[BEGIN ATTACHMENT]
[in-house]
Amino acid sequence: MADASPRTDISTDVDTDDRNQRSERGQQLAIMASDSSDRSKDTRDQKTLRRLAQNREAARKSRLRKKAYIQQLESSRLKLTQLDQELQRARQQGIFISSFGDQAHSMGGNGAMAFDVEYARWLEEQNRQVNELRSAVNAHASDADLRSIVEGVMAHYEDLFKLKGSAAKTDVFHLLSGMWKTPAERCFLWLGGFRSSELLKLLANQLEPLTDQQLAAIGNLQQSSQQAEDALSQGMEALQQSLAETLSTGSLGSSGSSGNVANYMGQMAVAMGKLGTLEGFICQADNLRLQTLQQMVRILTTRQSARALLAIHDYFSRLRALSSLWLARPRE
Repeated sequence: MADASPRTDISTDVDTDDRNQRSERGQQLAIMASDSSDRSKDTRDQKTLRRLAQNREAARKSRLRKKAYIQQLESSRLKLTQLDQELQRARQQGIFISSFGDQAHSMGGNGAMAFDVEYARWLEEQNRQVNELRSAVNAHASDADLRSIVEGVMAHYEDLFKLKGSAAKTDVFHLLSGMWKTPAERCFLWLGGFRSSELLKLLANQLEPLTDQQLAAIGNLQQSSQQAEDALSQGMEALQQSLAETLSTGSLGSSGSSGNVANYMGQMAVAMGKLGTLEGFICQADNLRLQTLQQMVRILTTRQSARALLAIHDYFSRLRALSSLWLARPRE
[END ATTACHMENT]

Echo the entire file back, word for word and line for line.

[in-house]
Amino acid sequence: MADASPRTDISTDVDTDDRNQRSERGQQLAIMASDSSDRSKDTRDQKTLRRLAQNREAARKSRLRKKAYIQQLESSRLKLTQLDQELQRARQQGIFISSFGDQAHSMGGNGAMAFDVEYARWLEEQNRQVNELRSAVNAHASDADLRSIVEGVMAHYEDLFKLKGSAAKTDVFHLLSGMWKTPAERCFLWLGGFRSSELLKLLANQLEPLTDQQLAAIGNLQQSSQQAEDALSQGMEALQQSLAETLSTGSLGSSGSSGNVANYMGQMAVAMGKLGTLEGFICQADNLRLQTLQQMVRILTTRQSARALLAIHDYFSRLRALSSLWLARPRE
Repeated sequence: MADASPRTDISTDVDTDDRNQRSERGQQLAIMASDSSDRSKDTRDQKTLRRLAQNREAARKSRLRKKAYIQQLESSRLKLTQLDQELQRARQQGIFISSFGDQAHSMGGNGAMAFDVEYARWLEEQNRQVNELRSAVNAHASDADLRSIVEGVMAHYEDLFKLKGSAAKTDVFHLLSGMWKTPAERCFLWLGGFRSSELLKLLANQLEPLTDQQLAAIGNLQQSSQQAEDALSQGMEALQQSLAETLSTGSLGSSGSSGNVANYMGQMAVAMGKLGTLEGFICQADNLRLQTLQQMVRILTTRQSARALLAIHDYFSRLRALSSLWLARPRE